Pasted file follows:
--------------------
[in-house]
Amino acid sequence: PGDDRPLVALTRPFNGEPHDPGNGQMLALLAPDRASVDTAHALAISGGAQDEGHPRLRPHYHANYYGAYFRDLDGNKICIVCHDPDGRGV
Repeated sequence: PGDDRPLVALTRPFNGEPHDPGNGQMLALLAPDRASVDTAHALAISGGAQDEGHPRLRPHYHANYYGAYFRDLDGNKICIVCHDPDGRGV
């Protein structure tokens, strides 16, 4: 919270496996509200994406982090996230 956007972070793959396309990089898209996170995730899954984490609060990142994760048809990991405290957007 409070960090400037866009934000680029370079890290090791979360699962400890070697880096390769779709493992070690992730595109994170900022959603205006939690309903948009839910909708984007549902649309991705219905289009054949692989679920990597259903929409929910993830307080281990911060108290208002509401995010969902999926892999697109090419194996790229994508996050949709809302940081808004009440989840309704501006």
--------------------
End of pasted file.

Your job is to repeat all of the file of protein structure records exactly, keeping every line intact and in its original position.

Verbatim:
[in-house]
Amino acid sequence: PGDDRPLVALTRPFNGEPHDPGNGQMLALLAPDRASVDTAHALAISGGAQDEGHPRLRPHYHANYYGAYFRDLDGNKICIVCHDPDGRGV
Repeated sequence: PGDDRPLVALTRPFNGEPHDPGNGQMLALLAPDRASVDTAHALAISGGAQDEGHPRLRPHYHANYYGAYFRDLDGNKICIVCHDPDGRGV
């Protein structure tokens, strides 16, 4: 919270496996509200994406982090996230 956007972070793959396309990089898209996170995730899954984490609060990142994760048809990991405290957007 409070960090400037866009934000680029370079890290090791979360699962400890070697880096390769779709493992070690992730595109994170900022959603205006939690309903948009839910909708984007549902649309991705219905289009054949692989679920990597259903929409929910993830307080281990911060108290208002509401995010969902999926892999697109090419194996790229994508996050949709809302940081808004009440989840309704501006």